When prehistoric peoples began to farm, they built settlements. However, some peoples preferred to continue to move about in search of food, following a nomadic lifestyle. Nomads do not need settled homes, but they do need shelter from the weather, so many of them carry tents made of skins or woven fabric. Tents are light to carry and can be put up very quickly.

In the modern world, we live in sedentary, or non-mobile, societies. That’s what we’re used to. However, that lifestyle didn’t become widely available until the late Stone Age, a period called the Neolithic (literally meaning New Stone Age), as the Ice Age ended around 10,000 BCE. For the roughly 190,000 years of human existence prior to that, within the period called the Paleolithic (Old Stone Age), all human societies were nomadic. This means that they did not have permanent addresses or build permanent structures. They traveled throughout the year, moving with their food supplies and available resources.

Nomadism seems like a pretty simple concept, but we’ve seen throughout history that there are actually a number of different ways to be nomadic. Some nomadic people seem to have relied heavily on large herds of animals like bison, following the herds wherever they roamed and hunting for survival. Others, including many around the Mediterranean Sea, seem to have moved around based, at least in part, on when various plant resources became available, traveling throughout the region as various natural fruits, seeds, and grains came into season.

Other societies of this time may have been only semi-nomadic, which means they maintained a semi-permanent residence for part of the year (generally one season or less). There seems to have been two factors which made this possible. For one, semi-nomadic groups had to have a place that could provide steady resources for an extended period of time. Perhaps the best example of this is a large river where fish migrate during a particular time of year. Tribes could camp by the river and harvest fish for weeks, preserving the meat so that it would last.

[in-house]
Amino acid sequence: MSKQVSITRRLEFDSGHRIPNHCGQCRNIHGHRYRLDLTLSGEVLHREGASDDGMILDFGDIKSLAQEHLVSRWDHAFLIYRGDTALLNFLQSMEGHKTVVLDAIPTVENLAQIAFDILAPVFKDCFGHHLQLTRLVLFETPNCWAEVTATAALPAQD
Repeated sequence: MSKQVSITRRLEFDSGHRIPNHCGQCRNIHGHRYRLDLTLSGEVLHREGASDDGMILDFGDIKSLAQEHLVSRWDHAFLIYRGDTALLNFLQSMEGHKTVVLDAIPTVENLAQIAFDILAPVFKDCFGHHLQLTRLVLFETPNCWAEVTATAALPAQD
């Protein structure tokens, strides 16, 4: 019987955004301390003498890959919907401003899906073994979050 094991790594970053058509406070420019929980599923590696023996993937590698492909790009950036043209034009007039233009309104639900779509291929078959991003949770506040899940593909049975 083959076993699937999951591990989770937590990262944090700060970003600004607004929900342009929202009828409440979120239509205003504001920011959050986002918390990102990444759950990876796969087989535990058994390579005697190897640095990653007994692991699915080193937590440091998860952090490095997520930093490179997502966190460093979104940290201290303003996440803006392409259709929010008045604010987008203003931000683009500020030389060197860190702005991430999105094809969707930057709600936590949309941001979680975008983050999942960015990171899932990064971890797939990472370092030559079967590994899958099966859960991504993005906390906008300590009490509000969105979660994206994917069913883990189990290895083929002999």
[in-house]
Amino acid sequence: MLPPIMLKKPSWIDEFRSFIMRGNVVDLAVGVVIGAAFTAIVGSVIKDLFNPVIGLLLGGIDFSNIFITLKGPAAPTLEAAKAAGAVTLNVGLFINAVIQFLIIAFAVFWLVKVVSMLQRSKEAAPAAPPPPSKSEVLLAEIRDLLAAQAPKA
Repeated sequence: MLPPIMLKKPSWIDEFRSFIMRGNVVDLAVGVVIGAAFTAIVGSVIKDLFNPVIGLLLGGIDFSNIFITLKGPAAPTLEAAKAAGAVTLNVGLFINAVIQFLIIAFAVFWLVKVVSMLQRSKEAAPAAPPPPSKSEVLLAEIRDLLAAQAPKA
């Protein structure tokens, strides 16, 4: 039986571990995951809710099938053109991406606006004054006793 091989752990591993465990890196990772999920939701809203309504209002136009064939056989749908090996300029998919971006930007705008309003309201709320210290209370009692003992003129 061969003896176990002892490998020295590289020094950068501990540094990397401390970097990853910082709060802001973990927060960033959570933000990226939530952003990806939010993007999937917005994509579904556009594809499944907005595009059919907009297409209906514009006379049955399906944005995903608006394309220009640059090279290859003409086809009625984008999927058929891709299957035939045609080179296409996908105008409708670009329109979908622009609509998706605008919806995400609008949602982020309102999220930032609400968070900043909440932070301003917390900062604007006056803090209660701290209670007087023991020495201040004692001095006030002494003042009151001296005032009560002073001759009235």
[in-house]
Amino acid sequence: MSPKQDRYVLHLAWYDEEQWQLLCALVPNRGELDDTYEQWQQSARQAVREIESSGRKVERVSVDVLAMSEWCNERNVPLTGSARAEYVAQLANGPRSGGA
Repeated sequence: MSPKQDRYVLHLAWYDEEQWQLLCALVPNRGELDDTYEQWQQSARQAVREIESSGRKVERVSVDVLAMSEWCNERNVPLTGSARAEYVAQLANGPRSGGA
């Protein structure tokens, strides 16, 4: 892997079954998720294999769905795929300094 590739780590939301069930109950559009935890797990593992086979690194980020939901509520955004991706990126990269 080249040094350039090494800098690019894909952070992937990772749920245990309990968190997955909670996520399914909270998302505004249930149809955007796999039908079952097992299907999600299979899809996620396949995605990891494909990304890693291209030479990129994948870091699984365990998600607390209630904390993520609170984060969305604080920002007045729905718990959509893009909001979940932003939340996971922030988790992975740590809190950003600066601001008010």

The second factor is harsh climatic conditions. It’s important to remember that Paleolithic people were living in the Ice Age. Winters were rough, and it seems likely that many of the cave dwellings we’ve found were occupied for weeks or months at a time. People used the caves for shelter during rough winter months, during which many herds of animals weren’t moving around too much, and waited until spring to start roaming again.

Nomadic people did not farm for food but acquired it as they traveled. We call this a hunter-gatherer economy, which is exactly what the name implies. They hunted for food and gathered other resources as they became available. Both of these required an interesting amount of balance. Nomadic people lived on the move and didn’t have permanent storage facilities (like attics or pantries). Because of this, they couldn’t simply gather all the food and resources they found. They could only gather that which they could carry.

Picture Credit : Google